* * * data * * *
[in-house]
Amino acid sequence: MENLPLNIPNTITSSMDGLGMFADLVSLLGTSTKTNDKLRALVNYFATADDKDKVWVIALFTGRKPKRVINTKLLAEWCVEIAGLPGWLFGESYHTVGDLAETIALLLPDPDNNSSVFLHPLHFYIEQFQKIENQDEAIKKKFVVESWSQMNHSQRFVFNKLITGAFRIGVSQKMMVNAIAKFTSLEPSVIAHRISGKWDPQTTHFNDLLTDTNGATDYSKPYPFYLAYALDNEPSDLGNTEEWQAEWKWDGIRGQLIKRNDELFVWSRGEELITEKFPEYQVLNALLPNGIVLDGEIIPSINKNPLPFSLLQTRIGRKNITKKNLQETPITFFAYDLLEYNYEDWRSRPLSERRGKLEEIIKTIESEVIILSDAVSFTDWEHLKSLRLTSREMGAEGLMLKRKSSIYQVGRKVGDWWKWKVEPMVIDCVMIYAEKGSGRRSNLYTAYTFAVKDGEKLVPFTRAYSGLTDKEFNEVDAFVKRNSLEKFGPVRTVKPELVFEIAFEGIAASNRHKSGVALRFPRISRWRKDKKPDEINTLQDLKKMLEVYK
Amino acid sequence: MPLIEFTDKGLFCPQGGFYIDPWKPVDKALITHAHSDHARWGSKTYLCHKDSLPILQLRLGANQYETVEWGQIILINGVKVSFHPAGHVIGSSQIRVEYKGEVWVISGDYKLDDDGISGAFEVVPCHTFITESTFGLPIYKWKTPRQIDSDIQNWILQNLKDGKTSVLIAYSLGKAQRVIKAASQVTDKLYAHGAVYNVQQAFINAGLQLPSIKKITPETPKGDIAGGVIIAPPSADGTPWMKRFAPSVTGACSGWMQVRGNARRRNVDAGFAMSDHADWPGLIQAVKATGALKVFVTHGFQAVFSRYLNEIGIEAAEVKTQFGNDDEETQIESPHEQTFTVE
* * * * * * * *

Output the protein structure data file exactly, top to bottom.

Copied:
[in-house]
Amino acid sequence: MENLPLNIPNTITSSMDGLGMFADLVSLLGTSTKTNDKLRALVNYFATADDKDKVWVIALFTGRKPKRVINTKLLAEWCVEIAGLPGWLFGESYHTVGDLAETIALLLPDPDNNSSVFLHPLHFYIEQFQKIENQDEAIKKKFVVESWSQMNHSQRFVFNKLITGAFRIGVSQKMMVNAIAKFTSLEPSVIAHRISGKWDPQTTHFNDLLTDTNGATDYSKPYPFYLAYALDNEPSDLGNTEEWQAEWKWDGIRGQLIKRNDELFVWSRGEELITEKFPEYQVLNALLPNGIVLDGEIIPSINKNPLPFSLLQTRIGRKNITKKNLQETPITFFAYDLLEYNYEDWRSRPLSERRGKLEEIIKTIESEVIILSDAVSFTDWEHLKSLRLTSREMGAEGLMLKRKSSIYQVGRKVGDWWKWKVEPMVIDCVMIYAEKGSGRRSNLYTAYTFAVKDGEKLVPFTRAYSGLTDKEFNEVDAFVKRNSLEKFGPVRTVKPELVFEIAFEGIAASNRHKSGVALRFPRISRWRKDKKPDEINTLQDLKKMLEVYK
Amino acid sequence: MPLIEFTDKGLFCPQGGFYIDPWKPVDKALITHAHSDHARWGSKTYLCHKDSLPILQLRLGANQYETVEWGQIILINGVKVSFHPAGHVIGSSQIRVEYKGEVWVISGDYKLDDDGISGAFEVVPCHTFITESTFGLPIYKWKTPRQIDSDIQNWILQNLKDGKTSVLIAYSLGKAQRVIKAASQVTDKLYAHGAVYNVQQAFINAGLQLPSIKKITPETPKGDIAGGVIIAPPSADGTPWMKRFAPSVTGACSGWMQVRGNARRRNVDAGFAMSDHADWPGLIQAVKATGALKVFVTHGFQAVFSRYLNEIGIEAAEVKTQFGNDDEETQIESPHEQTFTVE